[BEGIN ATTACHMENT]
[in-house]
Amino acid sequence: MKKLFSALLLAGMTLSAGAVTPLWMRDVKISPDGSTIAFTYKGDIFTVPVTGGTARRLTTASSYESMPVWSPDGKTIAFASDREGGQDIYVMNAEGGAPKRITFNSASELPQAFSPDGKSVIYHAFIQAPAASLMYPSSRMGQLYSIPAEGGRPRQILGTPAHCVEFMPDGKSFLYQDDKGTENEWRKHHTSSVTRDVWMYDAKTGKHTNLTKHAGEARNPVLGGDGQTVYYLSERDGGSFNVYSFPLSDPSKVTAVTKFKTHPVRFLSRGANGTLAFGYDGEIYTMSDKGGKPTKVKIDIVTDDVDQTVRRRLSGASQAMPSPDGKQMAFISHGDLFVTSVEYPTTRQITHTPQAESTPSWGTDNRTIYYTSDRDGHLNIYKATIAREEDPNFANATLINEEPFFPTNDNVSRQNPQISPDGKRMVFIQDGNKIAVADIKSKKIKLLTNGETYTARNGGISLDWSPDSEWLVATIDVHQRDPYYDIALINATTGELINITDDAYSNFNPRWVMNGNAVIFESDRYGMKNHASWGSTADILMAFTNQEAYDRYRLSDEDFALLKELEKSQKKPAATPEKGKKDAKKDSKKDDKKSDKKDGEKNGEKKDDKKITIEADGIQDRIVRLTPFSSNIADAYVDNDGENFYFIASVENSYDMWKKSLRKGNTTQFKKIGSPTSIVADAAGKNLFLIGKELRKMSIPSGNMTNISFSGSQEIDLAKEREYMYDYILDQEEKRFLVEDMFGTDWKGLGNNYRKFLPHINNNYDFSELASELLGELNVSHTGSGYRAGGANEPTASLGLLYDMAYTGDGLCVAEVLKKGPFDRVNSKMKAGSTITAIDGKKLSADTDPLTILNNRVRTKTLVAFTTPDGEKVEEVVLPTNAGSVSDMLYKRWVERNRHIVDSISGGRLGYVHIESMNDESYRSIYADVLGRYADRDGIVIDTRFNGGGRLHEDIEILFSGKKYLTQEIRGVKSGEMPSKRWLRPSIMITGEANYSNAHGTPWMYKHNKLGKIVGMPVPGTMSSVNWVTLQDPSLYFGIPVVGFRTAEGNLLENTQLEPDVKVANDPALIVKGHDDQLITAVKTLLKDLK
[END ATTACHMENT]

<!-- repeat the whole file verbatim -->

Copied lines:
[in-house]
Amino acid sequence: MKKLFSALLLAGMTLSAGAVTPLWMRDVKISPDGSTIAFTYKGDIFTVPVTGGTARRLTTASSYESMPVWSPDGKTIAFASDREGGQDIYVMNAEGGAPKRITFNSASELPQAFSPDGKSVIYHAFIQAPAASLMYPSSRMGQLYSIPAEGGRPRQILGTPAHCVEFMPDGKSFLYQDDKGTENEWRKHHTSSVTRDVWMYDAKTGKHTNLTKHAGEARNPVLGGDGQTVYYLSERDGGSFNVYSFPLSDPSKVTAVTKFKTHPVRFLSRGANGTLAFGYDGEIYTMSDKGGKPTKVKIDIVTDDVDQTVRRRLSGASQAMPSPDGKQMAFISHGDLFVTSVEYPTTRQITHTPQAESTPSWGTDNRTIYYTSDRDGHLNIYKATIAREEDPNFANATLINEEPFFPTNDNVSRQNPQISPDGKRMVFIQDGNKIAVADIKSKKIKLLTNGETYTARNGGISLDWSPDSEWLVATIDVHQRDPYYDIALINATTGELINITDDAYSNFNPRWVMNGNAVIFESDRYGMKNHASWGSTADILMAFTNQEAYDRYRLSDEDFALLKELEKSQKKPAATPEKGKKDAKKDSKKDDKKSDKKDGEKNGEKKDDKKITIEADGIQDRIVRLTPFSSNIADAYVDNDGENFYFIASVENSYDMWKKSLRKGNTTQFKKIGSPTSIVADAAGKNLFLIGKELRKMSIPSGNMTNISFSGSQEIDLAKEREYMYDYILDQEEKRFLVEDMFGTDWKGLGNNYRKFLPHINNNYDFSELASELLGELNVSHTGSGYRAGGANEPTASLGLLYDMAYTGDGLCVAEVLKKGPFDRVNSKMKAGSTITAIDGKKLSADTDPLTILNNRVRTKTLVAFTTPDGEKVEEVVLPTNAGSVSDMLYKRWVERNRHIVDSISGGRLGYVHIESMNDESYRSIYADVLGRYADRDGIVIDTRFNGGGRLHEDIEILFSGKKYLTQEIRGVKSGEMPSKRWLRPSIMITGEANYSNAHGTPWMYKHNKLGKIVGMPVPGTMSSVNWVTLQDPSLYFGIPVVGFRTAEGNLLENTQLEPDVKVANDPALIVKGHDDQLITAVKTLLKDLK